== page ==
The most important difference with the full .net framework is the “GetEmptyWebProxy” and “AllowWriteStreamBuffering” lines.  It won’t work without it.

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Easy InkCanvas in Winforms for capturing signatures



In WPF there’s an interesting control called “InkCanvas” that can be used to capture signatures and the like in Tablet PC applications.

Recently I created a prototype for a windows forms application.  I did consider using WPF, but the overhead seemed unnecessary considering the simplicity of the requirement.

I am aware there’s a specific SDK for Tablet PC that provides winforms controls for the requirement, but I thought it might be fun to create my own.  As it turns out, it was pretty easy.

The requirement was to have a signature panel which could be used to collect a bitmap that would be attached to an entity to act as an authorisation.

Signature Panel

In the prototype I decided to create the signature panel as a standalone usercontrol called it, strangely enough “SignaturePanel”.

It uses Mousedown and MouseUp events to determine stylus pressure and mousemove for drawing.  Like the WPF control it keeps a collection of strokes internally.

Unlike the wpf control, I just decided to expose a “SignatureImage” property to allow a developer to retrieve a bitmap.  This is rendered from the strokes in realtime.

I assume it works for the Tablet PC, but I don’t know for sure.

Write your signature here

An additional feature of this control is a label which tells the user the last time the signature was last updated.  I thought the user may find this helpful.

If the user hasn’t written anything then it just reads “Write your signature here”.

The user control consists of a picturebox called “inkPanel” and a button for resetting the content:


What the control looks like in design time

Here’s the code:


Public Class SignaturePanel

    Private moCurrentWriting As New List(Of Point)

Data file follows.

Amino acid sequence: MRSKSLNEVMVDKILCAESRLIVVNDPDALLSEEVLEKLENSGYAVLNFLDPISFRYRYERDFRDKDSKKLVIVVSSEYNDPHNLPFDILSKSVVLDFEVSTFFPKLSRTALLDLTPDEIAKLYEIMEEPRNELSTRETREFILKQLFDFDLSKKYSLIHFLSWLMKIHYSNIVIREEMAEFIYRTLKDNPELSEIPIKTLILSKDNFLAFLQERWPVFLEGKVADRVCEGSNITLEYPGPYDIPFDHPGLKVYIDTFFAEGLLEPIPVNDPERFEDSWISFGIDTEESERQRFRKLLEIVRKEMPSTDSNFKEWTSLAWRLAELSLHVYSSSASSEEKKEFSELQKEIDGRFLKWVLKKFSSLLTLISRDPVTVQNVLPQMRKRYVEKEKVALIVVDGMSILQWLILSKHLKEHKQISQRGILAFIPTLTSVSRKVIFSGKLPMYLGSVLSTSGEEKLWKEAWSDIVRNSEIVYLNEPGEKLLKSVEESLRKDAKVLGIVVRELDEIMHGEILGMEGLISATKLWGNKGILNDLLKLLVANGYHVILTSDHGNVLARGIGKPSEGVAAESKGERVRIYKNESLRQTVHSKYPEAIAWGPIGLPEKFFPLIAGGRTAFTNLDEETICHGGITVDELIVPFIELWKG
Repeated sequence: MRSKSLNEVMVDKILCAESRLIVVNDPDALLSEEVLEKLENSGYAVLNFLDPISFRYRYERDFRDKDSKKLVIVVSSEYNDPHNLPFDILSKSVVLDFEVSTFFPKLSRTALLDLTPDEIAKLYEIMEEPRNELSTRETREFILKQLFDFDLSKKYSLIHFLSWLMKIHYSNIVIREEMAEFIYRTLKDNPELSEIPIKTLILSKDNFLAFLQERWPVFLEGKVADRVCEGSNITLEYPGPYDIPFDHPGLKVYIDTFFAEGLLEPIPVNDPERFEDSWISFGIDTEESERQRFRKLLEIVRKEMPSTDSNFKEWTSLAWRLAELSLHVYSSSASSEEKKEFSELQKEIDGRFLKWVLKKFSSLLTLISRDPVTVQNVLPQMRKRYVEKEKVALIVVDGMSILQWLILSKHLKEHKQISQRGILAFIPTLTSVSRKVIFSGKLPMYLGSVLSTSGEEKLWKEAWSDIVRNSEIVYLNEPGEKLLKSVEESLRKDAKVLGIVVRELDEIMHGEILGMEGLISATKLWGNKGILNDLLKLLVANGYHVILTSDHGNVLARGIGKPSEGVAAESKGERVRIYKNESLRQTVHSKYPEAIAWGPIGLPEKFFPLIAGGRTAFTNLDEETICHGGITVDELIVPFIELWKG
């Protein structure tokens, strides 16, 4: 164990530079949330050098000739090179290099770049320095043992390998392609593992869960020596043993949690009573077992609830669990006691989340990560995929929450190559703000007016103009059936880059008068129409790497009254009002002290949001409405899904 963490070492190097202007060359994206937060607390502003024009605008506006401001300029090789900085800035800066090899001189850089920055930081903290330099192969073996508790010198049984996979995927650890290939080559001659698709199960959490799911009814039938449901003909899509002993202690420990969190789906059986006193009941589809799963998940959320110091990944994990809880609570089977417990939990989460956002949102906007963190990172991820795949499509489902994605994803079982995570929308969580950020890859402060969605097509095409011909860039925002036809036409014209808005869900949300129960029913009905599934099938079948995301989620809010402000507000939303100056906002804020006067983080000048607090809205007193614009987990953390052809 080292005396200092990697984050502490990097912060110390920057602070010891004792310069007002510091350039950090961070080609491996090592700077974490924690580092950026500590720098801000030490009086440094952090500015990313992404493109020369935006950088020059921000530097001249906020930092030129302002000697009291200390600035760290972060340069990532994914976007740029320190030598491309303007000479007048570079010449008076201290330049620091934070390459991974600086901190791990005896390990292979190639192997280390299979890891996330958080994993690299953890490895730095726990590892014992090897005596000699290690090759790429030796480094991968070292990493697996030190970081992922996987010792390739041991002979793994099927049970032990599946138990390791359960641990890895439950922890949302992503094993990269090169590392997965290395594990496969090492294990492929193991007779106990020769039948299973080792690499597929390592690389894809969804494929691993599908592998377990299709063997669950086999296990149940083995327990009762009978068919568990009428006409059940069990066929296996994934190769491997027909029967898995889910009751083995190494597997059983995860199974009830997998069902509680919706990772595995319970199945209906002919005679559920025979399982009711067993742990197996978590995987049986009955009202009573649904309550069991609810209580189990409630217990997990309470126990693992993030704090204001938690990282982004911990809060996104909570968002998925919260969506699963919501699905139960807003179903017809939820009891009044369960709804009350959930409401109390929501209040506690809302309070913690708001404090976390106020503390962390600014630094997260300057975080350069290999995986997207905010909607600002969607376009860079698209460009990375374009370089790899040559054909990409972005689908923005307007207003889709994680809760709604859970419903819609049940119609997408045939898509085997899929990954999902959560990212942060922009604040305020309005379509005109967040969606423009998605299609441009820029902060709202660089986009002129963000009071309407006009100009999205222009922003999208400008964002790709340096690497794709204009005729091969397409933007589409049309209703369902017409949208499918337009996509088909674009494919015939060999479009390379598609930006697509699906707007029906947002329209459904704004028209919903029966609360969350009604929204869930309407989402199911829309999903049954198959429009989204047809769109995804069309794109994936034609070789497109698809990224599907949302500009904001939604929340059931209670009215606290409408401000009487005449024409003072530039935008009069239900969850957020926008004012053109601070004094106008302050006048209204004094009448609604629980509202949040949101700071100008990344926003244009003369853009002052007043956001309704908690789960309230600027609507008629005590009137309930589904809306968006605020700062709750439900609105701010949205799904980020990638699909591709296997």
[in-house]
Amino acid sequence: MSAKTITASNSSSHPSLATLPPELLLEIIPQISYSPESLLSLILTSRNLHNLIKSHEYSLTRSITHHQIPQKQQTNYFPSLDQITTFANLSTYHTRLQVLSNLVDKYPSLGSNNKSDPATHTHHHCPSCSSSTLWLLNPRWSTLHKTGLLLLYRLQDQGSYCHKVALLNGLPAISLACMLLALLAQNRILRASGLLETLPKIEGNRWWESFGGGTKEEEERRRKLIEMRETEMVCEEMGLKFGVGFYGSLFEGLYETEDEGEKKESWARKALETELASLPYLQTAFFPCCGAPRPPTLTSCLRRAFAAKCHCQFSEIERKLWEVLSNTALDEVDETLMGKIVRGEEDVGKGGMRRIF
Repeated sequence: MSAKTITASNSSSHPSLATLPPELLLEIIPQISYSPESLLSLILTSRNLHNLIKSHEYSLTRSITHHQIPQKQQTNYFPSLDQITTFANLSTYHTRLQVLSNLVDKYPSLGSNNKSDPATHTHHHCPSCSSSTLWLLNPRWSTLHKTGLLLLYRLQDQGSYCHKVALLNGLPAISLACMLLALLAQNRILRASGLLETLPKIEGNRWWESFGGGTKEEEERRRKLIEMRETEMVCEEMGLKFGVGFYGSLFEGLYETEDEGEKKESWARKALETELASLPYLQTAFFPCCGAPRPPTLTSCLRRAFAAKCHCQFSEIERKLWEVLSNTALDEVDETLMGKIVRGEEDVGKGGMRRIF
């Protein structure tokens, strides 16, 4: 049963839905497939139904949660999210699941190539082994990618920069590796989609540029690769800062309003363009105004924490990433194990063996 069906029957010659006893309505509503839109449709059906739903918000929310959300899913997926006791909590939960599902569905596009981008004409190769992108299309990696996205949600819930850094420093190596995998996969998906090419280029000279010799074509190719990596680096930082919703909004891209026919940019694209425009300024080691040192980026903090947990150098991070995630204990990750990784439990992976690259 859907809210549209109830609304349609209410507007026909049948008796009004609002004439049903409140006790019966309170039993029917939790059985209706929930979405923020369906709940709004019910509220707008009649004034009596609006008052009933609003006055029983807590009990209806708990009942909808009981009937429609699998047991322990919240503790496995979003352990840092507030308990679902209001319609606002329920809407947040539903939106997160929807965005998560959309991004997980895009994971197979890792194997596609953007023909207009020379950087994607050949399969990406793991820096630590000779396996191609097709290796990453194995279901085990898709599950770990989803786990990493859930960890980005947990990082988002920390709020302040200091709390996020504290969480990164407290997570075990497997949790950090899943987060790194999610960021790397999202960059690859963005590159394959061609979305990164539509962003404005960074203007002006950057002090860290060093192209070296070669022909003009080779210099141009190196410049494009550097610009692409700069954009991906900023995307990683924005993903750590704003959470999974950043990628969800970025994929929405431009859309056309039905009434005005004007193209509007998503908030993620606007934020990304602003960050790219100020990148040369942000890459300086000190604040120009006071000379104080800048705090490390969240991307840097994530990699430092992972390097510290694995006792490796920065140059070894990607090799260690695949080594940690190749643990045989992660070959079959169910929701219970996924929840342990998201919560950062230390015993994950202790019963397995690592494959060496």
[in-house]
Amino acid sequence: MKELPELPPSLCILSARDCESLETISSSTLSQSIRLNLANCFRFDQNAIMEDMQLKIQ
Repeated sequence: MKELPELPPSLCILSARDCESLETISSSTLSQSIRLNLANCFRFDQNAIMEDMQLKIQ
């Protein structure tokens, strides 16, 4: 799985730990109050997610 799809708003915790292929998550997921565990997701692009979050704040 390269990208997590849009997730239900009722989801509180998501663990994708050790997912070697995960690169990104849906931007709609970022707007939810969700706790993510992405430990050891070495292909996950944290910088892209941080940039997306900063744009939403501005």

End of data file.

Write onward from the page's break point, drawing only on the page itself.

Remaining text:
Private moRememberInk As New List(Of List(Of Point))
    Private mbPenDown As Boolean = False
    Private Sub inkPanel_MouseDown(ByVal sender As Object, ByVal e As System.Windows.Forms.MouseEventArgs) Handles inkPanel.MouseDown
        mbPenDown = True
    End Sub

    Private Sub inkPanel_MouseMove(ByVal sender As Object, ByVal e As System.Windows.Forms.MouseEventArgs) Handles inkPanel.MouseMove
        If mbPenDown Then
            mdLastSignatureUpdate = Now
        End If
    End Sub

    Private Sub inkPanel_MouseUp(ByVal sender As Object, ByVal e As System.Windows.Forms.MouseEventArgs) Handles inkPanel.MouseUp
        If moCurrentWriting.Count > 2 Then
        End If

        moCurrentWriting = New List(Of Point)
        mbPenDown = False
    End Sub

    Private Sub inkPanel_Paint(ByVal sender As Object, ByVal e As System.Windows.Forms.PaintEventArgs) Handles inkPanel.Paint


        Dim lsText As String = ""
        If Not Me.DesignMode Then
            If mdLastSignatureUpdate.HasValue Then
                lsText = "Signature last updated " & Me.LastSignatureUpdate.ToLongTimeString
            End If
            e.Graphics.DrawString(lsText, Me.Font, Brushes.Black, 5, inkPanel.Height - 20)
            lsText = "... Write your signature here ..."

            e.Graphics.DrawString(lsText, Me.Font, Brushes.Black, (inkPanel.Width / 2) - (e.Graphics.MeasureString(lsText, Me.Font).Width / 2), (inkPanel.Height / 2) - (e.Graphics.MeasureString(lsText, Me.Font).Height / 2))
        End If
    End Sub
    Private Sub mRenderSignature(ByVal g As Graphics)
        Using loPen As New Pen(Color.Black)
            loPen.Width = 2
            For Each loLines As List(Of Point) In moRememberInk
                g.DrawLines(loPen, loLines.ToArray)
            If moCurrentWriting.Count > 1 Then
                g.DrawLines(loPen, moCurrentWriting.ToArray)
            End If
        End Using
    End Sub
    Private Sub cmdClearInk_Click(ByVal sender As System.Object, ByVal e As System.EventArgs) Handles cmdClearInk.Click
    End Sub
    Private mdLastSignatureUpdate As Nullable(Of Date) = Nothing
    <System.ComponentModel.DesignerSerializationVisibility(System.ComponentModel.DesignerSerializationVisibility.Hidden)> _
    Public Property LastSignatureUpdate() As Date
            Return mdLastSignatureUpdate
        End Get
        Set(ByVal value As Date)
            mdLastSignatureUpdate = value
        End Set
    End Property

    <System.ComponentModel.DesignerSerializationVisibility(System.ComponentModel.DesignerSerializationVisibility.Hidden)> _
    Public ReadOnly Property SignatureImage() As Image
            Dim loBitmap As New Bitmap(Me.Width, Me.Height)
            Using loGfx As Graphics = Graphics.FromImage(loBitmap)
            End Using

            Return loBitmap
        End Get
    End Property

End Class


If anyone’s interested in a standalone sample project, post the request to this blog and I’ll see what I can do.

Possible Uses

It may be interesting to use this code as:

  • Signature recognition
  • “Mud map” style sketching for business applications
  • A basis for a drawing program 😉

Of course, if you’re using WPF, use InkPanel.  But if you don’t want the overhead, maybe this will be the foundation of a lightweight solution.